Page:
Many scams could be avoided if consumers took two simple steps before acting: to ask and check.
Questions are empowering, and scammers often will shut down once you start asking them. However, it’s a good idea to not only ask questions, but to do your homework on their answers. Here are three examples of how to ask and check to help prevent financial exploitation:
A financial professional contacts you with a hot new investment opportunity. Ask the professional if he or his firm is registered with FINRA, the U.S. Securities and Exchange Commission or the state securities regulator. Also ask if the product is registered with an agency. Then check out the answer by contacting FINRA online at www.SaveandInvest.org or by calling the FINRA Securities Helpline for Seniors at 1-844-574-3577. You may also wish to contact the U.S. Securities and Exchange Commission online at www.SEC.gov or by calling 1-800-732-0330; as well as the Colorado Division of Securities online at www.dora.colorado.gov/dos or by calling 1-888-295-7422.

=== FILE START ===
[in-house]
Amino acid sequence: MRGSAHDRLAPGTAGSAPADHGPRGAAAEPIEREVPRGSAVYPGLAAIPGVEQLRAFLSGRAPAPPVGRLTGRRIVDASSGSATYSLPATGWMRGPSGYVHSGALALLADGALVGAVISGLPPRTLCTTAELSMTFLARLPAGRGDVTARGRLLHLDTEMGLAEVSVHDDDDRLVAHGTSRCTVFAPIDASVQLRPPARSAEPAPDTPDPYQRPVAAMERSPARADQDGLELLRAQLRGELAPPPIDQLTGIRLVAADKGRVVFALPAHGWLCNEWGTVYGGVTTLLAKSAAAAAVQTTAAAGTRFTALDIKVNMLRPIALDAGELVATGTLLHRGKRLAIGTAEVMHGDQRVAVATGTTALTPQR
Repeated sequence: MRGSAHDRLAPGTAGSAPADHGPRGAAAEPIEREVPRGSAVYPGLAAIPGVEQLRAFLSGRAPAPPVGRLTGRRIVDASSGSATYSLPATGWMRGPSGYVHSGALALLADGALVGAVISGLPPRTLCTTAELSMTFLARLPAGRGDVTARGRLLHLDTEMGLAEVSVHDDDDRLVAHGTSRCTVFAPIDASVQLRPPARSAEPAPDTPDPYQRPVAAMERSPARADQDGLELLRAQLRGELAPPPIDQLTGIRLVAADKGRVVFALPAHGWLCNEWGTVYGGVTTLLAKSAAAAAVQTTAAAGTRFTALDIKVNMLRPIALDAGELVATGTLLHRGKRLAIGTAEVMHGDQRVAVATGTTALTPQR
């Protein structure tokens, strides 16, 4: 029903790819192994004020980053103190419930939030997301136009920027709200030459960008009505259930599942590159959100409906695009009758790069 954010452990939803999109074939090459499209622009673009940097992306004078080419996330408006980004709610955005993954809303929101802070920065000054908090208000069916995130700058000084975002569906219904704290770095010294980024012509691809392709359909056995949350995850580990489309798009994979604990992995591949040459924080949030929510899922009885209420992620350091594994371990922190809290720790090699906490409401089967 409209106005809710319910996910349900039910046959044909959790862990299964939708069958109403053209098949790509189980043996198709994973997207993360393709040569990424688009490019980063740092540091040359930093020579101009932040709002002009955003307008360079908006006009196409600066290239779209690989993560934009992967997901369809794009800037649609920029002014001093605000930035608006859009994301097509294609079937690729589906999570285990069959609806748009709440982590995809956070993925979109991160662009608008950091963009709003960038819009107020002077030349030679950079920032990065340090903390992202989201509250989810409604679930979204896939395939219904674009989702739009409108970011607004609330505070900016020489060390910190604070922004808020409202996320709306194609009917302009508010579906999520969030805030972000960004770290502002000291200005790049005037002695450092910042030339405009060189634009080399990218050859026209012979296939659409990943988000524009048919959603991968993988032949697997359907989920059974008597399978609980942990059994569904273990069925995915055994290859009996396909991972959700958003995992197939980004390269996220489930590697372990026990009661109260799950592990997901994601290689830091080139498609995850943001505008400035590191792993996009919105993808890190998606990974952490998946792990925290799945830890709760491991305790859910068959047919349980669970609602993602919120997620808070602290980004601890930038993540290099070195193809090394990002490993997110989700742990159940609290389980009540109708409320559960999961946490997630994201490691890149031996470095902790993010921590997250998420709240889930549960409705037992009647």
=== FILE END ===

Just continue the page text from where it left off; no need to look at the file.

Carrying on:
A charity calls you out of the blue to solicit a donation. Ask the caller if the charity is registered with the Colorado Secretary of State’s Office and what percentage of your donation would go toward the services the charity provides. Then visit www.checkthecharity.com or www.give.org or call the Colorado Consumer Line at 800-222-4444 to see if their claims check out.
A salesperson comes to your front door with a deal you can’t refuse. Ask the salesperson for references, and call those references. Then contact an independent resource, such as your local Better Business Bureau, at www.bbb.org or 303-758-2100, to check out the salesperson’s company.
Remember to never give out your personal information or your money without asking and checking first!
If you believe you have been victimized by a scam or wish to report suspicious activity, please file a report here. You may also wish to contact AARP Foundation ElderWatch by calling 1-800-222-4444, telephone option 2.